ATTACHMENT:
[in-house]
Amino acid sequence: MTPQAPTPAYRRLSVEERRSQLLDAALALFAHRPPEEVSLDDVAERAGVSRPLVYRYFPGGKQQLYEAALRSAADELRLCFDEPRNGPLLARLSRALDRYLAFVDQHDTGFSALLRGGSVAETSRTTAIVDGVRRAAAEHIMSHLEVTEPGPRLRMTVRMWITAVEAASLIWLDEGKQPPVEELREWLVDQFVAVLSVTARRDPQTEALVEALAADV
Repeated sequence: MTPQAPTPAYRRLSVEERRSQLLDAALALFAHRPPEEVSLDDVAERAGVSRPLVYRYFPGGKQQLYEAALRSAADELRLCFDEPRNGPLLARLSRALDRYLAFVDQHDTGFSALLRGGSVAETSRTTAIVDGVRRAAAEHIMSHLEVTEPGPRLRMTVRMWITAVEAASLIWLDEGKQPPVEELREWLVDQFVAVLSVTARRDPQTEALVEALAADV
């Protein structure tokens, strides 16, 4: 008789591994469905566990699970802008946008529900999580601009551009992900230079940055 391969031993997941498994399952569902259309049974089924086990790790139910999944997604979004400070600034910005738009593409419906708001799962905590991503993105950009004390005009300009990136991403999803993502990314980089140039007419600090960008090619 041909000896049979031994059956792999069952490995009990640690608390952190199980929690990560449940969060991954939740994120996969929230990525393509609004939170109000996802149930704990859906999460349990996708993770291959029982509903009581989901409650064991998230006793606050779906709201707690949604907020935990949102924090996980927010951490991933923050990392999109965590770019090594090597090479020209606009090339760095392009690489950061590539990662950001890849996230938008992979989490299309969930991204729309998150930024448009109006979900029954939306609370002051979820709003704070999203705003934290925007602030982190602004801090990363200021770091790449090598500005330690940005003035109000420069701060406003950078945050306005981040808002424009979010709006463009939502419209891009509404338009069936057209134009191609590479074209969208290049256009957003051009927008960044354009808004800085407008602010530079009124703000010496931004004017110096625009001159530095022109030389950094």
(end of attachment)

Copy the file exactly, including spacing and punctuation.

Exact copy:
[in-house]
Amino acid sequence: MTPQAPTPAYRRLSVEERRSQLLDAALALFAHRPPEEVSLDDVAERAGVSRPLVYRYFPGGKQQLYEAALRSAADELRLCFDEPRNGPLLARLSRALDRYLAFVDQHDTGFSALLRGGSVAETSRTTAIVDGVRRAAAEHIMSHLEVTEPGPRLRMTVRMWITAVEAASLIWLDEGKQPPVEELREWLVDQFVAVLSVTARRDPQTEALVEALAADV
Repeated sequence: MTPQAPTPAYRRLSVEERRSQLLDAALALFAHRPPEEVSLDDVAERAGVSRPLVYRYFPGGKQQLYEAALRSAADELRLCFDEPRNGPLLARLSRALDRYLAFVDQHDTGFSALLRGGSVAETSRTTAIVDGVRRAAAEHIMSHLEVTEPGPRLRMTVRMWITAVEAASLIWLDEGKQPPVEELREWLVDQFVAVLSVTARRDPQTEALVEALAADV
């Protein structure tokens, strides 16, 4: 008789591994469905566990699970802008946008529900999580601009551009992900230079940055 391969031993997941498994399952569902259309049974089924086990790790139910999944997604979004400070600034910005738009593409419906708001799962905590991503993105950009004390005009300009990136991403999803993502990314980089140039007419600090960008090619 041909000896049979031994059956792999069952490995009990640690608390952190199980929690990560449940969060991954939740994120996969929230990525393509609004939170109000996802149930704990859906999460349990996708993770291959029982509903009581989901409650064991998230006793606050779906709201707690949604907020935990949102924090996980927010951490991933923050990392999109965590770019090594090597090479020209606009090339760095392009690489950061590539990662950001890849996230938008992979989490299309969930991204729309998150930024448009109006979900029954939306609370002051979820709003704070999203705003934290925007602030982190602004801090990363200021770091790449090598500005330690940005003035109000420069701060406003950078945050306005981040808002424009979010709006463009939502419209891009509404338009069936057209134009191609590479074209969208290049256009957003051009927008960044354009808004800085407008602010530079009124703000010496931004004017110096625009001159530095022109030389950094």